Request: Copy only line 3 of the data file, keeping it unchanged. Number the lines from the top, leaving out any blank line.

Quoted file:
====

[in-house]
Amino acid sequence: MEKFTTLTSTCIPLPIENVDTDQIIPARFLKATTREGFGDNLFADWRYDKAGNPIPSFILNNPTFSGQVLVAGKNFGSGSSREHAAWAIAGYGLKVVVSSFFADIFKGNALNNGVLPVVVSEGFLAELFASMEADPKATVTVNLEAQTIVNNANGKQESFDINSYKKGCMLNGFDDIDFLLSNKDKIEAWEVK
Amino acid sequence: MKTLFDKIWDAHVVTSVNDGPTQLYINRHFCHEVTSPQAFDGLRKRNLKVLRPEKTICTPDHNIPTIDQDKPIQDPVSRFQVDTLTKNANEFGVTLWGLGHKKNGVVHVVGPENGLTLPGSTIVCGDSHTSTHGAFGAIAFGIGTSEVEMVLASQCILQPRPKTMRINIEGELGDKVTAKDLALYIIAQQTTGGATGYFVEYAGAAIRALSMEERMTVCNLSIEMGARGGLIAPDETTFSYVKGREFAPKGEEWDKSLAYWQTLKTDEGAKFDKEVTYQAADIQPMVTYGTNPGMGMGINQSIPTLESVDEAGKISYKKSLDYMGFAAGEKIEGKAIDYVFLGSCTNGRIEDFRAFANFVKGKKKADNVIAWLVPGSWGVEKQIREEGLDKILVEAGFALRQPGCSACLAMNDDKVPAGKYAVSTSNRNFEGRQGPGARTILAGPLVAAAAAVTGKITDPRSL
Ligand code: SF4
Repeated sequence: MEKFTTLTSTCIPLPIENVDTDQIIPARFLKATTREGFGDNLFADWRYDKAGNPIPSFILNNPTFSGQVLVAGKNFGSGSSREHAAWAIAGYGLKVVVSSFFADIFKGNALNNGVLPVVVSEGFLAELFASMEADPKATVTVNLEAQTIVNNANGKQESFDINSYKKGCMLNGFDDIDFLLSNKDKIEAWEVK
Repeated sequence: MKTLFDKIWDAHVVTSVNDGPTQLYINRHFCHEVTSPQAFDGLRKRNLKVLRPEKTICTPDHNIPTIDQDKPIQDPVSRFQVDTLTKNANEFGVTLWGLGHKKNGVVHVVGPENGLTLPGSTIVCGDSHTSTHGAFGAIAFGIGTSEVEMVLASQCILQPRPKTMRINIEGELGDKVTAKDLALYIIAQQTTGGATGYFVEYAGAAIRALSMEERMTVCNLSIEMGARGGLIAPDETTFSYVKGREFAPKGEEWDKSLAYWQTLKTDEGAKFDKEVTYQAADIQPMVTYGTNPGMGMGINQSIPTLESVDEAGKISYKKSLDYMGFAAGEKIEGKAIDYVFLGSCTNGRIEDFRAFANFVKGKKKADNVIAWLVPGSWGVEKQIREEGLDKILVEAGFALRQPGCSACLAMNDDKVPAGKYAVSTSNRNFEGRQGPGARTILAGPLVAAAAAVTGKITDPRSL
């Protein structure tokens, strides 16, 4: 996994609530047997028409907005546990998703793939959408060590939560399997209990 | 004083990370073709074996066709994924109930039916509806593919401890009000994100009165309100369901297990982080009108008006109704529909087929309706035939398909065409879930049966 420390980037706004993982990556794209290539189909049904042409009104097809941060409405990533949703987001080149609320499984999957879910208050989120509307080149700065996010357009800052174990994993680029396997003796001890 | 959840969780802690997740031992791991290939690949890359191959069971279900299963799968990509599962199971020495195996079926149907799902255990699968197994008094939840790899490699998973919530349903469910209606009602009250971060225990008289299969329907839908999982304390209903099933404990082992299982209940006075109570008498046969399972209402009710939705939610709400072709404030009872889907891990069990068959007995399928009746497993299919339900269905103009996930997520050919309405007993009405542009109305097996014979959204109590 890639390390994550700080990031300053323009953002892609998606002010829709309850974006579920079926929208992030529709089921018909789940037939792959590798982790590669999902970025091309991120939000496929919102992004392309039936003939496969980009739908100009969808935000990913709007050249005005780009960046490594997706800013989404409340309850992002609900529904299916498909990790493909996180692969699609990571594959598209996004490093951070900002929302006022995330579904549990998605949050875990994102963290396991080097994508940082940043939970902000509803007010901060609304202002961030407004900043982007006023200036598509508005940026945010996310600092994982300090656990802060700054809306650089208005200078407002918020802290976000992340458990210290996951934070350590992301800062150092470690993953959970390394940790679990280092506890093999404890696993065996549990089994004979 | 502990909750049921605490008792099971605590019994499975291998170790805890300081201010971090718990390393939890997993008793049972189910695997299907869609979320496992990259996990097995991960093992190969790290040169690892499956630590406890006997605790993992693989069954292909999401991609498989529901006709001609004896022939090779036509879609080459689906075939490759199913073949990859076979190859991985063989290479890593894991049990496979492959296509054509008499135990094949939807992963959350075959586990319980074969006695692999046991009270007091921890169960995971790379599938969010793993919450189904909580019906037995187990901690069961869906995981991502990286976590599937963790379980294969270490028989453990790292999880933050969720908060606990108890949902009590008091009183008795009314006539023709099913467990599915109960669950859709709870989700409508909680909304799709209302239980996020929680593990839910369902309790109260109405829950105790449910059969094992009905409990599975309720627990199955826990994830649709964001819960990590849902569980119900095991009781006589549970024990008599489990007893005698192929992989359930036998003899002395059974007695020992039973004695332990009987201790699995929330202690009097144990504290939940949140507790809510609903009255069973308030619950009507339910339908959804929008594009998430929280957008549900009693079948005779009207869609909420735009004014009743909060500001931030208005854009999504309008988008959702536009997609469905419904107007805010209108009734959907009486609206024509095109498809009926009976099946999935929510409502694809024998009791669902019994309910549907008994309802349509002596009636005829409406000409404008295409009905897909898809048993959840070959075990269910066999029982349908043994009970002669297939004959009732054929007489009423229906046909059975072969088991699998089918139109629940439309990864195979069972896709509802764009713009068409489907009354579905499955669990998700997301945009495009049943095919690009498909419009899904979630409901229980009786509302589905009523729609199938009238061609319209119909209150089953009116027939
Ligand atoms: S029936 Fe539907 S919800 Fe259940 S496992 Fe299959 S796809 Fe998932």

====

Amino acid sequence: MKTLFDKIWDAHVVTSVNDGPTQLYINRHFCHEVTSPQAFDGLRKRNLKVLRPEKTICTPDHNIPTIDQDKPIQDPVSRFQVDTLTKNANEFGVTLWGLGHKKNGVVHVVGPENGLTLPGSTIVCGDSHTSTHGAFGAIAFGIGTSEVEMVLASQCILQPRPKTMRINIEGELGDKVTAKDLALYIIAQQTTGGATGYFVEYAGAAIRALSMEERMTVCNLSIEMGARGGLIAPDETTFSYVKGREFAPKGEEWDKSLAYWQTLKTDEGAKFDKEVTYQAADIQPMVTYGTNPGMGMGINQSIPTLESVDEAGKISYKKSLDYMGFAAGEKIEGKAIDYVFLGSCTNGRIEDFRAFANFVKGKKKADNVIAWLVPGSWGVEKQIREEGLDKILVEAGFALRQPGCSACLAMNDDKVPAGKYAVSTSNRNFEGRQGPGARTILAGPLVAAAAAVTGKITDPRSL